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MG MGA - Engine Vibration

This is a follow on from my earlier thread - Vibration at Start up.

1960 MGA 1600 (1600 block)

Motor now has about 1,000 miles since complete rebuild. Bored 0.20, crankshaft 0.10, Flywheel weight reduced by about 7lbs, modified cam, (lift both ex & in = 0.371 duration @0.050 ex 216 & in 227) described as "Sporty" power at 2200 - 2500. MGB headers and big valve head Inlet 1.625 and exhaust 1.343. CR 8.5. Flywheel, crank, con rods, pressure plate all balanced.

Idle set at 1000rpm, using 95RON fuel (without ethanol) spark plugs each a light grey colour after a 230 mile run yesterday (mostly driving +2500RPM). distributor standard Lucas, vacuum advance operational, however replaced with a new unit no noticeable change in performance. Advance 20 degrees before TDC at 1000rpm. engine does not ping.

Cylinder head re-torqued at 500 miles, valve lash rechecked replaced engine oil 20/50 and new Oil filter. Cleaned carburettor dashpot(s) verified float level, and re-checked airflow / jet setting. Standard No 6 needle. Given spark plug colour these settings should be ok.

Cylinder head was not refurbished, it was unbolted from the previous motor which had 50,000 miles since rebuild. Checked compression today on cold engine (stationary for 24 hours) winding over the motor to give 3 pulses with Wide Open Throttle gave the following; 1@125, 2@120, 3@110, 4@110. (5 pulses gave higher figures of 145, 140, 120 & 120)


Engine is rough at idle (the whole car vibrates) then smoother from 1500 to just below 2500 where vibration returns. Once about 2700 is reached engine is very smooth when compared to the previous motor (1622). Vibration is present both when stationary or driving. While the vibration remains as above it is less noticeable after complete warm up.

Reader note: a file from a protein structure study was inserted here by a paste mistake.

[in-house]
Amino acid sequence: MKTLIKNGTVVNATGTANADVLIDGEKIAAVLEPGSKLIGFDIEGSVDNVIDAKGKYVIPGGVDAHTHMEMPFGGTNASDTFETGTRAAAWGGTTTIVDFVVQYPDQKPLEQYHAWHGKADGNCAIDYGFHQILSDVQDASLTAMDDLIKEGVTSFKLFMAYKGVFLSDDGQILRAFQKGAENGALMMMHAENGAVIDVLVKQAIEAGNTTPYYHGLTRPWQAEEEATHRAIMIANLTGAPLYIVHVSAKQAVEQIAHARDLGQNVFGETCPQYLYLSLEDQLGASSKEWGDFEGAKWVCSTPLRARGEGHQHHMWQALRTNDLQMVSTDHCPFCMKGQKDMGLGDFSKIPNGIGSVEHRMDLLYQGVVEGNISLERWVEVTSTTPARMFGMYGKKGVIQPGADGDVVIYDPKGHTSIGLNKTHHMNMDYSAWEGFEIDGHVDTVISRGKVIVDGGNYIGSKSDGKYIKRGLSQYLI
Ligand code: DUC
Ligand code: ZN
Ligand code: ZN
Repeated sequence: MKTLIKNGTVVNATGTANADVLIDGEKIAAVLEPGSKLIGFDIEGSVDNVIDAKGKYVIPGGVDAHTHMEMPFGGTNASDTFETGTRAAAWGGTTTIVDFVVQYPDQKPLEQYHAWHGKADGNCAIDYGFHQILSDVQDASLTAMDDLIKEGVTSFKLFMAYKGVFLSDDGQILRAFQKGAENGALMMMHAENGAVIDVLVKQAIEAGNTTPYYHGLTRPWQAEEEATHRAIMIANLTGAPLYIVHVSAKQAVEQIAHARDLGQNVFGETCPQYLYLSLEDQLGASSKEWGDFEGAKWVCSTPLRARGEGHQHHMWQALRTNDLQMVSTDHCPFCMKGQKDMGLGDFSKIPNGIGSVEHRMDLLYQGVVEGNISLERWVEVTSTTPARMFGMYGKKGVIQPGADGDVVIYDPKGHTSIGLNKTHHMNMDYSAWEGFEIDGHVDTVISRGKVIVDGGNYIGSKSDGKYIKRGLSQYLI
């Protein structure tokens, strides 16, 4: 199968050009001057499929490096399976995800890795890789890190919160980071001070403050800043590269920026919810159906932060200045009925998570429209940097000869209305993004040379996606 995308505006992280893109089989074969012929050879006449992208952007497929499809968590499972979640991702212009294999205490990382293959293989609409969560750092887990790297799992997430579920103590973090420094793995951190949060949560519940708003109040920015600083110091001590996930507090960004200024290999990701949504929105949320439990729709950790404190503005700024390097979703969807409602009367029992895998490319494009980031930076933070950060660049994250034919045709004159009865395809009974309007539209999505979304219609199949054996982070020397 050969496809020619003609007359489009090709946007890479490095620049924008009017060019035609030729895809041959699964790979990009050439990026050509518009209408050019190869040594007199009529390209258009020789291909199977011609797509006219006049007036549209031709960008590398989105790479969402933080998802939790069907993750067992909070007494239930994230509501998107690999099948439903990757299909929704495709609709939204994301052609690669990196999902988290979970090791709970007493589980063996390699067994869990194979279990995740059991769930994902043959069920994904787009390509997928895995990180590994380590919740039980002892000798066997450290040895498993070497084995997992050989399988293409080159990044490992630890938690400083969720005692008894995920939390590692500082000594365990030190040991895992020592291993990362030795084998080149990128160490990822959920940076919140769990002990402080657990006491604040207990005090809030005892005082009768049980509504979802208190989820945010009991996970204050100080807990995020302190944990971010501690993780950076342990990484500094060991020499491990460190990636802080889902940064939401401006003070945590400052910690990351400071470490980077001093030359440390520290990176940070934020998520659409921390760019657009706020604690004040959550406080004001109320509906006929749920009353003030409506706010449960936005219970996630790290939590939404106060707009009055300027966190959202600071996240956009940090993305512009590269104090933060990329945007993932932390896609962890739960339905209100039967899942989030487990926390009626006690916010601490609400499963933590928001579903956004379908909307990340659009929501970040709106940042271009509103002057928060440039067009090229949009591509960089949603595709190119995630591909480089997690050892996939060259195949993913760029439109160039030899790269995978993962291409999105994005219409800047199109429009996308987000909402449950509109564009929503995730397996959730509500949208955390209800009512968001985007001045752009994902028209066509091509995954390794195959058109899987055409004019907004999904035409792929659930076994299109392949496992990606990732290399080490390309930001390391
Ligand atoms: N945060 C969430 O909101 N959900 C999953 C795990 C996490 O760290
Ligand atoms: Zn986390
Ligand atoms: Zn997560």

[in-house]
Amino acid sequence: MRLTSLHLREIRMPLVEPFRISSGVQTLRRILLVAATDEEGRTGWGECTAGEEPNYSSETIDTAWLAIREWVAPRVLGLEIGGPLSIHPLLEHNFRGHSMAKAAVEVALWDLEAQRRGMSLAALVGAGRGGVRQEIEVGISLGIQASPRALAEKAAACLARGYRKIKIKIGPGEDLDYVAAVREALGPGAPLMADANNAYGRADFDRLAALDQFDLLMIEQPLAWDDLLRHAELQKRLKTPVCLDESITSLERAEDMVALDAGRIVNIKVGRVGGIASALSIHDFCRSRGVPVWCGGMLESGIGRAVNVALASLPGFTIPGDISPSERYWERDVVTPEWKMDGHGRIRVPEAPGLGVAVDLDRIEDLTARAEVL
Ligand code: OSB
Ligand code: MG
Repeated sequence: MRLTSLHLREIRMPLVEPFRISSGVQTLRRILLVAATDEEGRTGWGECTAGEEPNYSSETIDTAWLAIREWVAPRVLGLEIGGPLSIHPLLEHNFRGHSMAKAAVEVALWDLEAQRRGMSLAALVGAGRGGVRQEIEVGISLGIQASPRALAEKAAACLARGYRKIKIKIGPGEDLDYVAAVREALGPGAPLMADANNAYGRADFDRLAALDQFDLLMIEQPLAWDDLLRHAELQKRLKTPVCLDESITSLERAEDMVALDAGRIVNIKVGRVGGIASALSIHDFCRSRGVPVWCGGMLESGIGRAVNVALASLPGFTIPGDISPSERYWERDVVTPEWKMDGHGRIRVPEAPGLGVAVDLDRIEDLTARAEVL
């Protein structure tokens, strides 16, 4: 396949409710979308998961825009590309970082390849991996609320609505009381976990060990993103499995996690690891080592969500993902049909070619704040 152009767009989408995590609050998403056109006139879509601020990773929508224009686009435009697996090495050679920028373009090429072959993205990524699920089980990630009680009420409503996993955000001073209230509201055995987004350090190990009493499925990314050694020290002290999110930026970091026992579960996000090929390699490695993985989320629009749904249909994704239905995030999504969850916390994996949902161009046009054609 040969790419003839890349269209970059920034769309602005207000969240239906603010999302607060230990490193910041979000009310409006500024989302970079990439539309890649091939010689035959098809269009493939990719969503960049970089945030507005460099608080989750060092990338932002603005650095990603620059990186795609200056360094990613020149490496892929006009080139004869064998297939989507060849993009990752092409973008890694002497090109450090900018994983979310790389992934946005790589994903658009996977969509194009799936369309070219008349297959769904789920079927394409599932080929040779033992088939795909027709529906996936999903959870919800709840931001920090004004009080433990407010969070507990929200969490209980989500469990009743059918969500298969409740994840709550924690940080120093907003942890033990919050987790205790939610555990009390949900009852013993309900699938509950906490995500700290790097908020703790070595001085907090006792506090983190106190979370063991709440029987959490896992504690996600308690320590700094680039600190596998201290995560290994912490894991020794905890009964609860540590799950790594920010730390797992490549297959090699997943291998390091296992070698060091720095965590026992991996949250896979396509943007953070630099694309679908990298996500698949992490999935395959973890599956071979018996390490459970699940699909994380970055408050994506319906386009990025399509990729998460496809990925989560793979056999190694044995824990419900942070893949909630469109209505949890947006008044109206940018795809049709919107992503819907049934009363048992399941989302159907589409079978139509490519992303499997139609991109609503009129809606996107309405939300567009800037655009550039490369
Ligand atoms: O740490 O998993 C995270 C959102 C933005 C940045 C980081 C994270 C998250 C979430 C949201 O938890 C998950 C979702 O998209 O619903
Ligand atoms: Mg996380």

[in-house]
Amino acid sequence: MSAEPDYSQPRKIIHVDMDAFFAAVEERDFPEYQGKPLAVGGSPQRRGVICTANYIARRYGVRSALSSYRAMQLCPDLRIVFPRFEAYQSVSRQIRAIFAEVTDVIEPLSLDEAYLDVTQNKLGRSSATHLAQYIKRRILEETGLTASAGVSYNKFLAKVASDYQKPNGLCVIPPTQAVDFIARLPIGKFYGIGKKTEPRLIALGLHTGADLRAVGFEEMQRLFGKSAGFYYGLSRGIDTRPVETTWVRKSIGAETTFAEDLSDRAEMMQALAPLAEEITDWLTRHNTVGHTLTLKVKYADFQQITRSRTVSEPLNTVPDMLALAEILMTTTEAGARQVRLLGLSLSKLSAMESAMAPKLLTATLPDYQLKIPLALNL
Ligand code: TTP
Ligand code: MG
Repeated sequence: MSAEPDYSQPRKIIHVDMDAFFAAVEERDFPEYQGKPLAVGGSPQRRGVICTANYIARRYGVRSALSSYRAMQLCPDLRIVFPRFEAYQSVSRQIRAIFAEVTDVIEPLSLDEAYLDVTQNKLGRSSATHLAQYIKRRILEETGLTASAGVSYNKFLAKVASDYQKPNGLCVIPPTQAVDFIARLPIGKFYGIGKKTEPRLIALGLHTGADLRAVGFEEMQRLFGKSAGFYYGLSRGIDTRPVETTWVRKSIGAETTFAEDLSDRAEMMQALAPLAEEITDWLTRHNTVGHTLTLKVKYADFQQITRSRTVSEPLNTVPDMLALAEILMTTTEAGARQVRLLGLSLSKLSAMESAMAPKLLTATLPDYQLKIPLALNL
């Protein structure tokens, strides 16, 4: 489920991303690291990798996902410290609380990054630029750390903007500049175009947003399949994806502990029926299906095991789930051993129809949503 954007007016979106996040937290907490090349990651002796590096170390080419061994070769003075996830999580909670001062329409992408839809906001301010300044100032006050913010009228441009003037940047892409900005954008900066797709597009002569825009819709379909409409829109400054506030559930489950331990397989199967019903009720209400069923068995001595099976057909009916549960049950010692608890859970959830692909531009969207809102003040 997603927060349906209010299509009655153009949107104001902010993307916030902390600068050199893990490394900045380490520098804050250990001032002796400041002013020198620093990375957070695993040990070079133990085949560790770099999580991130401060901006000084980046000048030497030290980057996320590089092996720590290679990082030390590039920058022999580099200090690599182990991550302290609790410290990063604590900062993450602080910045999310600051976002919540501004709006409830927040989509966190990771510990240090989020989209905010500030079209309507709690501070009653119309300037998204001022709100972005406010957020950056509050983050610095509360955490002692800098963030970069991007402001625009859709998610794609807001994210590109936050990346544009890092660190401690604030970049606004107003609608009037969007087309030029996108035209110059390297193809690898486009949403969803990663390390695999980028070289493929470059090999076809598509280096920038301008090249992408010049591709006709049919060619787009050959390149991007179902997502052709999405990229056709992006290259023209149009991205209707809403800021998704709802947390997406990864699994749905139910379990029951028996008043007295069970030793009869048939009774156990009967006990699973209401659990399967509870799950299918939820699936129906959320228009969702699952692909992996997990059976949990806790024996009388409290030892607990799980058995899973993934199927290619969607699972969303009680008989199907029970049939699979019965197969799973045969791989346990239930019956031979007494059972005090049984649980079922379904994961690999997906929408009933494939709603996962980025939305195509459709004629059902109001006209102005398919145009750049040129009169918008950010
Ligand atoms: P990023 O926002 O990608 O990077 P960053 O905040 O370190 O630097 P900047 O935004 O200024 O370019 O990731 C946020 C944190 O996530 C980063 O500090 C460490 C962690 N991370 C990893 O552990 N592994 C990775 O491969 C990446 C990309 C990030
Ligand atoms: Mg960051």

Possible solution;

(1) Given the Larger valve head, MGB headers, modified cam, do I need to use a different carby needle, maybe richer up to say 2000 rpm.

(2) and or Modfy distributor advance curve.

(3) Another possibility, maybe I did not match the flywheel / pressure plate correctly after balance and have orientated incorrectly 180 degrees. Before removing the motor to check would prefer to exhaust other possibilities.

(4) Varience in compression is causing the "roughness" at lower RPM, disappearing at + 2700. The fix being a refurbishment of the cylinder head.

Any thoughts please.


R J Goebel

One thing to check is for a vacuum leak...The rough idle, and smoother at higher rpm's can be a symptom of of a leak.
Take a close look at the vacuum connection at the rear carb...then at the advance....
I had a problem with the one at the carb, and didn't know it...It caused a similar problem to yours.
Check the carb stand-offs for cracks, and finally, all the manifold bolts for tightness.
You might try the "propane trick" waving a propane torch (not lighted, of course), around the manifold, while running...If rpms increase, you have a leak.
It is unlikely that your balanced rotating assembly is the culprit, as you said that the engine developed the problem , after driving it for a while....(at least that's the impression you gave).
Edward Wesson 60MGA

Thanks Edward,